Kratom | Romania
Romania banned kratom with the Emergency Order nº 6 of February 2010, amending the Law 143/2000 regarding the prevention and combating of illicit drug trafficking and consumption, also complementing the Law 339/2005 about the legal regime of narcotic and psychotropic plants, substances and preparations. Previously, kratom was legal to sell, buy and possess, and was available in smartshops.
National drug strategy and laws
In Romania, the National Anti-Drug Strategy 2013-20 addresses illicit drugs. Reflecting a balanced approach, the National Anti-Drug Strategy is structured around the two pillars of drug demand reduction and drug supply reduction.
Since 2014, penalties for drug law offences in Romania have been linked to the type of drug, with higher penalties being imposed for offences related to drugs considered ‘high risk’. The legislation also distinguishes being users and addicts, according to diagnosis. Drug consumption is not allowed, but no punishment is specified.
Following the emergence of new psychoactive substances in Romania in 2009-10, two initiatives were adopted in 2011. A Joint Ministerial Order strengthened the enforcement of various existing laws, such as consumer safety laws and tax laws; the second was a new law penalising the unauthorised supply of any products with potential psychoactive effects, regardless of their intended use.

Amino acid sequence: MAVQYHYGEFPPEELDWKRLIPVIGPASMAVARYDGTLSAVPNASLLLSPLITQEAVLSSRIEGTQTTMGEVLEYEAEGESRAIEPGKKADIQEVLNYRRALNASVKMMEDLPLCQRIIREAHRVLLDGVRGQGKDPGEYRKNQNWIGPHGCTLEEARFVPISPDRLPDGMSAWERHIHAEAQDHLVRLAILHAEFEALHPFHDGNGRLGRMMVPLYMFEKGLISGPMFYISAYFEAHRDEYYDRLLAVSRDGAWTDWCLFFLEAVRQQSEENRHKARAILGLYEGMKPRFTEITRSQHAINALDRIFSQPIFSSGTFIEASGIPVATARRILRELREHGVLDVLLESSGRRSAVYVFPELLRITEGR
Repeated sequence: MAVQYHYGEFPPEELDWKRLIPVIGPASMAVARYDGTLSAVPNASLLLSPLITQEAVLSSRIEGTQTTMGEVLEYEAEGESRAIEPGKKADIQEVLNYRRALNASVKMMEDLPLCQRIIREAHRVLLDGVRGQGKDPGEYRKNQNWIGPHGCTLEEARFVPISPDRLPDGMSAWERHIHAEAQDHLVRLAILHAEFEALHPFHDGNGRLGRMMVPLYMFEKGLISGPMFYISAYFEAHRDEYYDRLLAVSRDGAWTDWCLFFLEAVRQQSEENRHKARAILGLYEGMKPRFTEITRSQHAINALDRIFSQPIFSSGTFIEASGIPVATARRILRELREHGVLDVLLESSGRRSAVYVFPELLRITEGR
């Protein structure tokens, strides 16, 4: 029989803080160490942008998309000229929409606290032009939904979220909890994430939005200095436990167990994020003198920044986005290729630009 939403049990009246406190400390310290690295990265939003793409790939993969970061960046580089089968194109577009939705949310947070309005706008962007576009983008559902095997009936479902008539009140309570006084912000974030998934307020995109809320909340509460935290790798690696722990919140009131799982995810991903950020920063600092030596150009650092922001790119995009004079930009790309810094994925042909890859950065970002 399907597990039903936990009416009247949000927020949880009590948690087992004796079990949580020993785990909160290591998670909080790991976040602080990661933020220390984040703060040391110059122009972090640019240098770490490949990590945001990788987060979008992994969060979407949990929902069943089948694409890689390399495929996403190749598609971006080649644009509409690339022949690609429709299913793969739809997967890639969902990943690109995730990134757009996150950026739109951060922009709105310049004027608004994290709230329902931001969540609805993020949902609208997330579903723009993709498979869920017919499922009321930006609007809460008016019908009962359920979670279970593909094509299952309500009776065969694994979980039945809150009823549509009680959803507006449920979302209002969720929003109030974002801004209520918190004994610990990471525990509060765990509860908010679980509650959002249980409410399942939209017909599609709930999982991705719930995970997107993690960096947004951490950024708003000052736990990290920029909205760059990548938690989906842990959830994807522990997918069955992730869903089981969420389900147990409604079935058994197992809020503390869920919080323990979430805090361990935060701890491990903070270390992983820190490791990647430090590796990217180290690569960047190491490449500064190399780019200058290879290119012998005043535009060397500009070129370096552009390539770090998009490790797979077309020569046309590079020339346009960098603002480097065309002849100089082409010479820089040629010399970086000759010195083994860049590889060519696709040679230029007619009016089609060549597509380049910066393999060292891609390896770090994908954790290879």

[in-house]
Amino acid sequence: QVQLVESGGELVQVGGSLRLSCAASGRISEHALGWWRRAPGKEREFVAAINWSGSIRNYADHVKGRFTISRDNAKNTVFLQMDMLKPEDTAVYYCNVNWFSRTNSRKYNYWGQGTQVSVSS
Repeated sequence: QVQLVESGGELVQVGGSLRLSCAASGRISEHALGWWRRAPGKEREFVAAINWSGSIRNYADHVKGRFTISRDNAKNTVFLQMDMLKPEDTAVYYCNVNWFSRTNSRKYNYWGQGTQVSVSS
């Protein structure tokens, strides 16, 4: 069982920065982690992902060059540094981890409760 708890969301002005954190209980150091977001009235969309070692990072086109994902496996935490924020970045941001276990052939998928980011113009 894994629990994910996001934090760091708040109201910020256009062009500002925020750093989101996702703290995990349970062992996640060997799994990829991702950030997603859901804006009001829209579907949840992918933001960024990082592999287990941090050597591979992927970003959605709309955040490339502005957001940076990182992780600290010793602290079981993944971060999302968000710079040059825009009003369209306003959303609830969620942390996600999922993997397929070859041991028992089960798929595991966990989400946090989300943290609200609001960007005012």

The new law defines the characteristics of such products as well as the procedure for authorising the supply of such products. Violations of the law are crimes punishable by prison sentences of up to 5 years (the sentence is reduced if the psychoactive effects were not known to the seller).
NATIONAL TREATMENT POLICY
Treatment-related objectives in the National Drugs Strategy 2013-20 and the related action plans place emphasis on the diversification of treatment access points and treatment programmes in Romania. In general, drug treatment is funded from the public budget and is therefore free of charge for clients.
The outpatient system provides integrated care services, psychosocial treatment and case management, while specialised medical, psychological and social services for the psychosocial reintegration of people who use drugs are available through an inpatient network. Aftercare services are not as readily available.
Opioid substitution treatment (OST) is provided in nine MoH hospitals and three drug prevention, evaluation and counselling centres in Bucharest (NAA), as well as in prisons. In addition, three private providers and one NGO provide OST.
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